Evan was originated by the incredibly talented Ben Platt, who brings the anxiety-ridden character to life; nervous ticks and all. Ben Platt managed to sing incredibly emotional pieces whilst crying on stage every night, and the character resonated with thousands of teenagers who have dealt with anxiety and abandonment throughout their lives. He was extremely believable in the role, even causing him to mess up his posture from the constant hunching over he did on stage as the anxious teen. He had the body language down to a fine art, constant blinking, fast breathing, fiddling with his clothes and hunched shoulders; all physical symptoms of anxiety. He is very relatable, and you can’t help but feel empathy for him, despite the trail of lies he leaves whilst trying not to disappoint Connor’s family. Platt also deserves props for singing so beautifully whilst literally sobbing, as that isn’t an easy thing to do.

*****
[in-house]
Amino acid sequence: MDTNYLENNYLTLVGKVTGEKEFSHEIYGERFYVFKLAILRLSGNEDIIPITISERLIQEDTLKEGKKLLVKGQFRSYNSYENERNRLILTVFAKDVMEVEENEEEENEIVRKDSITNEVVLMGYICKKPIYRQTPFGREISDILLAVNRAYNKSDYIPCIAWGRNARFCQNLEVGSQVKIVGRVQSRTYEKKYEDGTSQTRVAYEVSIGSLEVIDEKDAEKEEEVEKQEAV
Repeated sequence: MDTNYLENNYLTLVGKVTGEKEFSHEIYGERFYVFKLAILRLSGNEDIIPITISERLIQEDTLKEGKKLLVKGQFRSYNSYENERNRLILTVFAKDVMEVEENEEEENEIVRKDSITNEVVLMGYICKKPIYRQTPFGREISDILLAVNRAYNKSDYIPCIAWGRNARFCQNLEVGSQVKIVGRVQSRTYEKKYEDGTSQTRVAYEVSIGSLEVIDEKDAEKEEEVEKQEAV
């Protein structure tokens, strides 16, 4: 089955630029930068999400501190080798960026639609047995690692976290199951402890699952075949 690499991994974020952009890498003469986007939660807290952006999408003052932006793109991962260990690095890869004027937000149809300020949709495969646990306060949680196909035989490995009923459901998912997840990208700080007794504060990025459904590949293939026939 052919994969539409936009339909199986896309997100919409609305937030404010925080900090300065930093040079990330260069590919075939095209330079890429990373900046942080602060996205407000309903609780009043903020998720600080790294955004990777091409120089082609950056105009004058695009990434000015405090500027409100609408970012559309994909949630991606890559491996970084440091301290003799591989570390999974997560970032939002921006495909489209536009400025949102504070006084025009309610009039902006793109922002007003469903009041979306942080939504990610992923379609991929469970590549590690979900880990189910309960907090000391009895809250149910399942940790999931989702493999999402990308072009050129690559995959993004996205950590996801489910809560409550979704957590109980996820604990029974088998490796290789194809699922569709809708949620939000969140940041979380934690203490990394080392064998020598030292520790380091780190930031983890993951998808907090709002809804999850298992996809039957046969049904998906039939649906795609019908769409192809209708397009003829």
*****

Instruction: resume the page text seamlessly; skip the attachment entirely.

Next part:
(From left to right, Ben Platt, Jennifer Laura Thompson, Michael Park.)

In the show we get to see more from the parent’s point of view than you typically do in an angsty musical aimed at teenagers. This musical really allows you to see the plot from everybody’s point of view. Everybody but Connor’s, that is. Connor and Zoe’s parents show the audience how difficult it can be to connect with your teenage children at times, and how heart-wrenching it is to grieve for the loss of a child. We also get to hear about the struggles of parenthood from a single mother, working hard to provide for her family whilst struggling with being able to physically be there for her son at the same time. Rebecca McKinnis originated the role of Heidi Hansen, Evan’s mother, and her emotional numbers (especially her duet with Platt) are enough to bring anyone to tears. Essentially, be prepared to cry a lot when you see this show. Yes, when. Seriously, why have you not watched it yet?

(Ben Platt and Rebecca McKinnis, respectively)